Nokia 8800 Sirocco Edition Preview

Part I

The Nokia 8800 Sirocco Edition is an upgrade to the last year released 8800 slider. The handset draws its name from the powerful Sahara desert-born wind hinting at the graceful, yet solid looks and feel of the device, while it also features a special soundtrack composed by Brian Eno, considered the "father of ambient music". The phone is part of the Premium series which consist of phones that are regarded as high-end models not because they have any extraordinary functionality but because of their unique fashionable design and built quality.



The 8800 Sirocco Edition has two color variants - black and white, as the latter is the one we had at our disposal. The sales package of the handset consists of the phone itself, a cradle, charger, a wired headset and a BH-801 Bluetooth headset that fits perfectly to the looks of the phone.



Just like the original 8800, the Sirocco Edition's slider is made mainly of polished stainless steel with some slight changes to the design. The first difference you will notice, even before you've opened the phone, is the top part of the slider which covers the keypad. Its surface is slightly lowered, shaping an oval thumb rest, designed to make opening the phone easier. As a result, the original 8800's non-functional key that was located between the two soft ones is now no longer there. The slider has the same lowered oval form at the back, but unfortunately lacks the chemically etched Nokia branding that would've given the phone a much more authentic look. Instead, the manufacturer's logo is engraved on the plastic part.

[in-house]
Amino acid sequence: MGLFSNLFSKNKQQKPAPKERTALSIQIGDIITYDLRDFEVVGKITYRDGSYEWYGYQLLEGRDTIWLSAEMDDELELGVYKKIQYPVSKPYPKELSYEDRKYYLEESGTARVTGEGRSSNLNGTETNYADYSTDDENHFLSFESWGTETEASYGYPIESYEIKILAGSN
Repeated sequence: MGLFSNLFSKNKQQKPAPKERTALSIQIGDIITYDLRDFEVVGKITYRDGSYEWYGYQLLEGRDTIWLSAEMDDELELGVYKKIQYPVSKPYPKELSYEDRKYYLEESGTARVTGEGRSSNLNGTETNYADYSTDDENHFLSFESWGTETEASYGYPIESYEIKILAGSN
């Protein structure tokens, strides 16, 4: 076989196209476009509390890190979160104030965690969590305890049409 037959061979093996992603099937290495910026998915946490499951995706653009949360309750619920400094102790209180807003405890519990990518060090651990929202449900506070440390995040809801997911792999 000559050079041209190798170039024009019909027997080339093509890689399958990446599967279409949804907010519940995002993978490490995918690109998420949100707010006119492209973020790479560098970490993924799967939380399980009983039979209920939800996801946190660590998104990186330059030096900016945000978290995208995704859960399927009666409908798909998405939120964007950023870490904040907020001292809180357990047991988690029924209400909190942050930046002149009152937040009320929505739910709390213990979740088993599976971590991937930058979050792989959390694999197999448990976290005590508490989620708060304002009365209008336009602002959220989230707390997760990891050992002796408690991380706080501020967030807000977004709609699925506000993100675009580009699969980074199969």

Upon opening the phone, the 2-megapixel camera at the back is revealed. It replaces the SVGA unit that was in the 8800 and is in fact one of the main hardware upgrades of the handset, along with the doubled amount of internal memory - now 128MB.



The surface around the camera of the Sirocco Edition is now matte, instead of the glossy one in the original 8800 model. It's not a bad idea as it gives the back of the device a very different and yet nice looks. Yes, the trendy glossy-surfaced phones are eye-catching but can be really annoying sometimes as they're like a magnet to fingerprints.



The opening mechanism of the device is the same like the original, utilizing stainless steel bearings that make sliding the phone in both directions really easy, smooth and pleasant.



When the phone is closed, almost half of what you see is the 208x208 pixel TFT display which is capable of displaying up to 262k colors. It is covered by a special scratch-resistant sapphire coated glass, which combined with the stainless steel built of the rest of the handset gives it a really solid look and feel.

Just between the screen and the slider (when closed) are located the two soft keys. As we already mentioned, the non-functional button from the original 8800 is gone, so those two are in fact comprised in a single button. It should be pressed at the left or the right half, in order to use one of the two keys respectively. Located just below it are the Answer and Reject keys, the navigation button and the keypad, which are all very different to the 8800's ones. The first thing you will notice is that the Answer and Reject keys are now quite bigger, almost double-sized, and far easier to use.